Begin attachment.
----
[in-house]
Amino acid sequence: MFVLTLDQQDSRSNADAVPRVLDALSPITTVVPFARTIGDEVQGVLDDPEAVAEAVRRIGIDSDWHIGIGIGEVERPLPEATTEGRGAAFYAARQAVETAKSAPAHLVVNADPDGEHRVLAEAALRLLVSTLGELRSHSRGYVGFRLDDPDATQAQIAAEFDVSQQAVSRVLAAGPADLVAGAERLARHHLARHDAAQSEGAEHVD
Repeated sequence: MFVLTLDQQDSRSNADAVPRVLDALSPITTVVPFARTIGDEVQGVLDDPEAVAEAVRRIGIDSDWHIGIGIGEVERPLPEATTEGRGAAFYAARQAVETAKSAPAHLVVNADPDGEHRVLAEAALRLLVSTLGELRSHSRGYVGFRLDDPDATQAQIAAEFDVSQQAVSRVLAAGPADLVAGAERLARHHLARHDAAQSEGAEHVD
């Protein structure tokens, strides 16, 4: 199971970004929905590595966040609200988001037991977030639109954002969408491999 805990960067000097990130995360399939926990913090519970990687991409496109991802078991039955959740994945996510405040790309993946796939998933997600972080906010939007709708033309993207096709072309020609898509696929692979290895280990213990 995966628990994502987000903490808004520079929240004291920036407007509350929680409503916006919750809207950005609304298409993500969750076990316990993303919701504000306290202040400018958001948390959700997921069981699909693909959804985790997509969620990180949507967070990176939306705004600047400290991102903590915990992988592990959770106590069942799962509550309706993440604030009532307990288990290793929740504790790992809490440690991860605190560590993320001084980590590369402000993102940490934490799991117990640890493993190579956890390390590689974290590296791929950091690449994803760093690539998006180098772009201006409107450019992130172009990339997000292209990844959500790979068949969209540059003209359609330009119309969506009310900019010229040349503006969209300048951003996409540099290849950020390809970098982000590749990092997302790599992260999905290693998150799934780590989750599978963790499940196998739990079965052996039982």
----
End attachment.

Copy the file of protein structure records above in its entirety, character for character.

[in-house]
Amino acid sequence: MFVLTLDQQDSRSNADAVPRVLDALSPITTVVPFARTIGDEVQGVLDDPEAVAEAVRRIGIDSDWHIGIGIGEVERPLPEATTEGRGAAFYAARQAVETAKSAPAHLVVNADPDGEHRVLAEAALRLLVSTLGELRSHSRGYVGFRLDDPDATQAQIAAEFDVSQQAVSRVLAAGPADLVAGAERLARHHLARHDAAQSEGAEHVD
Repeated sequence: MFVLTLDQQDSRSNADAVPRVLDALSPITTVVPFARTIGDEVQGVLDDPEAVAEAVRRIGIDSDWHIGIGIGEVERPLPEATTEGRGAAFYAARQAVETAKSAPAHLVVNADPDGEHRVLAEAALRLLVSTLGELRSHSRGYVGFRLDDPDATQAQIAAEFDVSQQAVSRVLAAGPADLVAGAERLARHHLARHDAAQSEGAEHVD
């Protein structure tokens, strides 16, 4: 199971970004929905590595966040609200988001037991977030639109954002969408491999 805990960067000097990130995360399939926990913090519970990687991409496109991802078991039955959740994945996510405040790309993946796939998933997600972080906010939007709708033309993207096709072309020609898509696929692979290895280990213990 995966628990994502987000903490808004520079929240004291920036407007509350929680409503916006919750809207950005609304298409993500969750076990316990993303919701504000306290202040400018958001948390959700997921069981699909693909959804985790997509969620990180949507967070990176939306705004600047400290991102903590915990992988592990959770106590069942799962509550309706993440604030009532307990288990290793929740504790790992809490440690991860605190560590993320001084980590590369402000993102940490934490799991117990640890493993190579956890390390590689974290590296791929950091690449994803760093690539998006180098772009201006409107450019992130172009990339997000292209990844959500790979068949969209540059003209359609330009119309969506009310900019010229040349503006969209300048951003996409540099290849950020390809970098982000590749990092997302790599992260999905290693998150799934780590989750599978963790499940196998739990079965052996039982």